In every year, students were asked to respond to a multi-item question, “In the past 30 days, did you use any of the following? (Mark all that apply),” followed by a list of tobacco products other than cigarettes which included e-cigarettes (electronic cigarettes that look like cigarettes/cigars, but produce vapour instead of smoke). Beginning in 2015–2016, students were asked to respond to the question, “Have you ever tried an electronic cigarette, also known as an e-cigarette?” A derived variable was created by combining responses to these two questions. Those who never used e-cigarettes were classified as never users, while those who reported using e-cigarettes in the last 30 days were classified as current users. Those who reported ever using e-cigarettes but not in the last 30 days were classified as non-current users.
Consistent with prior research, smoking susceptibility among never-smoking students was assessed through the use of three previously validated measures that asked respondents if they might try smoking in the future, if they would smoke if their best friend offered a cigarette, and if they might smoke a cigarette in the next year (Cole et al. 2017a; Pierce et al. 1996). Students who responded “definitely not” to all three questions were classified as non-susceptible never smokers; all other students were classified as susceptible never smokers.
Cigarette smoking behaviours
Two questions assessed cigarette smoking status: “Have you ever tried cigarette smoking, even a few puffs?” and “On how many of the last 30 days did you smoke one or more cigarettes?” To be consistent with the definition of e-cigarette use, a derived variable was created by combining responses to these two questions. Those who never smoked cigarettes were classified as never smokers (and could be classified as susceptible or non-susceptible as described previously), while those who reported smoking cigarettes within the last 30 days were classified as current smokers. Those who ever smoked cigarettes but not in the last 30 days were classified as non-current smokers.
Students self-reported their gender (male or female), school grade (9, 10, 11, or 12), and ethnicity (white, Black, Asian, Latin American/Hispanic, other/mixed).
Statistical analyses were conducted using SAS 9.4. We first examined the prevalence of e-cigarette use and cigarette smoking for each year in each province. Because there were multiple waves of data available and there was a larger sample of students and schools (see Supplementary Table 1), trends in e-cigarette use and cigarette smoking were examined by gender, grade, ethnicity, and cigarette smoking/e-cigarette use status only among students in Ontario. Logistic regression models using the GENMOD procedure confirmed overall trends in e-cigarette and cigarette use while controlling for grade, gender, ethnicity, cigarette smoking/e-cigarette use status, and school-level clustering. Only 2.3% of data were excluded due to missing outcomes or covariates. Statistical significance was set at p < 0.05.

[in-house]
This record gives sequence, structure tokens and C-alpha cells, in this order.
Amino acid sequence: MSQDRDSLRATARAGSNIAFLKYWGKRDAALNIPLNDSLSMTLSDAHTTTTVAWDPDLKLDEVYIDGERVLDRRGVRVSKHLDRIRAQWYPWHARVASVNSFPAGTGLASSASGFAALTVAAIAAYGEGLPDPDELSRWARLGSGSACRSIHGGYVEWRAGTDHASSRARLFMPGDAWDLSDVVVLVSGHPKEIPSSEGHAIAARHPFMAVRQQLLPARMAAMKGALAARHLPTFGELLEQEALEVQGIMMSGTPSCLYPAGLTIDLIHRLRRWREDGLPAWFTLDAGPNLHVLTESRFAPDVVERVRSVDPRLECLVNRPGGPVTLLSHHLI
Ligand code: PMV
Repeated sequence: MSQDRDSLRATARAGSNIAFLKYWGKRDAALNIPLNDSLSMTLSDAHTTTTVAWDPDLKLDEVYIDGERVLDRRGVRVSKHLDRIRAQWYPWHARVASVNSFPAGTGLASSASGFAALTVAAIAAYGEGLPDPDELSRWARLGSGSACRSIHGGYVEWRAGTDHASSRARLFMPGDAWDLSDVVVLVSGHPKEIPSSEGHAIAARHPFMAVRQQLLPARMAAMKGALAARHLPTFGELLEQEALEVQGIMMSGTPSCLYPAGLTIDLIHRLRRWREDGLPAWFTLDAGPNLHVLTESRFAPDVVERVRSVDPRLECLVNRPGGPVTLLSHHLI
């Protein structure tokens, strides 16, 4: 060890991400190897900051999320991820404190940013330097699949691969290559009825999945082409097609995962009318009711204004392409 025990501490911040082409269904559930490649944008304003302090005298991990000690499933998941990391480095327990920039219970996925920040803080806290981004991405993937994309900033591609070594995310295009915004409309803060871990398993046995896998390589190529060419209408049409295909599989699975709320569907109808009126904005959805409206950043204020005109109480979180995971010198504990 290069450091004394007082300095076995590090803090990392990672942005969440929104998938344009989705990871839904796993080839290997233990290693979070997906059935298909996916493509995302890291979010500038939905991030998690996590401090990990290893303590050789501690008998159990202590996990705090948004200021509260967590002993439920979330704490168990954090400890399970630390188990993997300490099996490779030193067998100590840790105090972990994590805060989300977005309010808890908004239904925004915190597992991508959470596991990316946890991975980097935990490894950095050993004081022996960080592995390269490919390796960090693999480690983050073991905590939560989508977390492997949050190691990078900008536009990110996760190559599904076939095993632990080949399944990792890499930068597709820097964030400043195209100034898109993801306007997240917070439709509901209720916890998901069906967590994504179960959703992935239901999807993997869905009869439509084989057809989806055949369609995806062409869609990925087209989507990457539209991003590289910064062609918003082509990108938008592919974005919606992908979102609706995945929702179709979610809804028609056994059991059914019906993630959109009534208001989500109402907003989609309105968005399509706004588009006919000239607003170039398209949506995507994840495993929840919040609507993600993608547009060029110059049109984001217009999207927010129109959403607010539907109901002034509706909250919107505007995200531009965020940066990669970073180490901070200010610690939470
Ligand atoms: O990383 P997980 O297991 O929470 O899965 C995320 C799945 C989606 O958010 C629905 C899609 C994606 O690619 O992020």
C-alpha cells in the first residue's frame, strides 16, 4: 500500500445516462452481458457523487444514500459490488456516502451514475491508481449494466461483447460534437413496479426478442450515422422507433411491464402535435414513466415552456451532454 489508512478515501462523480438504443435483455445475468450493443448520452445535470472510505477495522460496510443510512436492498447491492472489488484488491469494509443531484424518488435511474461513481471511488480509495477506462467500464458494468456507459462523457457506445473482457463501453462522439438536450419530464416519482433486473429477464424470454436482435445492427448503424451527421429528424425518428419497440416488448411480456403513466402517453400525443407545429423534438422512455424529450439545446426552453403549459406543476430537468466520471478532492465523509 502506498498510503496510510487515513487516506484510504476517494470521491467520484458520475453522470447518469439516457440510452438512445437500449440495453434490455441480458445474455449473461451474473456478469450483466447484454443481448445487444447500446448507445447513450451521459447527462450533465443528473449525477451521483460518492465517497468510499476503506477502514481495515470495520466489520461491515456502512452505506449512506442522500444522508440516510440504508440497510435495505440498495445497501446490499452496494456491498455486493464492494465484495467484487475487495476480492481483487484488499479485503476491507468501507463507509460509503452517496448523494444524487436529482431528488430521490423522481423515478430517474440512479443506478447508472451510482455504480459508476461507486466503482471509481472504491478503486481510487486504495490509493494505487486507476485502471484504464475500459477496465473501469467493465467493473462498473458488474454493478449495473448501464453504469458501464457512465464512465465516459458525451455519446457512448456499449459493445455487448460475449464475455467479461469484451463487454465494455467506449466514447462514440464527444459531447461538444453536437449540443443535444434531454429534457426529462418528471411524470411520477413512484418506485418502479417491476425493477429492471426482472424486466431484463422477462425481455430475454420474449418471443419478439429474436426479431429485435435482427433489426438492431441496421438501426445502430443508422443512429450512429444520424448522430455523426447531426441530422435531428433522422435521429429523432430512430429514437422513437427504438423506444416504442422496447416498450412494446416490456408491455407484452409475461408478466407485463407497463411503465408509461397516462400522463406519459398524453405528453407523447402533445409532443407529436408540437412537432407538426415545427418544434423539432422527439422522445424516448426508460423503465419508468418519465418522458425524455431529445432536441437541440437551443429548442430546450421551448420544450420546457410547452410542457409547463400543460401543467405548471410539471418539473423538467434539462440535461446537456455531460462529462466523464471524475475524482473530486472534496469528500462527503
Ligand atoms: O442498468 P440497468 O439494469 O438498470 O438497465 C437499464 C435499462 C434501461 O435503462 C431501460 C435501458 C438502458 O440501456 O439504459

Figure 1 presents the prevalence of e-cigarette ever and current use by province. As evident in the figure, the prevalence of e-cigarette ever and current use was variable across province and increased over time. Most notably, the prevalence of e-cigarette current use increased significantly and roughly doubled between 2016–2017 and 2018–2019 in Alberta, Ontario, and Quebec (all p < 0.0001). Figure 2 presents the prevalence of cigarette ever and current smoking by province. Similar to Fig. 1, the prevalence of cigarette ever and current smoking was variable across province. Although the prevalence of current cigarette smoking was fairly consistent in Alberta and Ontario between 2013–2014 and 2015–2016, the prevalence was significantly lower in 2018–2019 relative to 2017–2018 (both p < 0.0001).
Trends in e-cigarette use in Ontario
In the Ontario sample between 2013–2014 and 2018–2019, the prevalence of e-cigarette ever and current use increased among all grades, both genders, and all ethnicities (Table 1). In Ontario, 7.6% of students reported currently using e-cigarettes in 2013–2014, but by 2018–2019, 25.7% of students reported currently using e-cigarettes (an increase of 238%). Generally, at all time-points e-cigarette use was highest among males and grade 12 students, and lowest among females, grade 9 students, and Asian students. For most groups, the prevalence of e-cigarette ever use increased first between 2016–2017 and 2017–2018, and again between 2017–2018 and 2018–2019. Similarly, the prevalence of e-cigarette current use first increased between 2013–2014 and 2014–2015, then increased between 2016–2017 and 2017–2018, and increased again between 2017–2018 and 2018–2019. When stratified by cigarette smoking status, the prevalence of e-cigarette ever and current use increased among all groups. Overall, the logistic regression models indicate that, relative to 2015–2016, students had higher odds of ever using e-cigarettes in 2017–2018 (OR = 1.54, 95% CI 1.43–1.67) and 2018–2019 (OR = 2.81, 95% CI 2.60–3.03). Similarly, relative to 2013–2014, students had higher odds of currently using e-cigarettes in 2017–2018 (OR = 3.20, 95% CI 2.84–3.61) and 2018–2019 (OR = 6.33, 95% CI 5.67–7.08).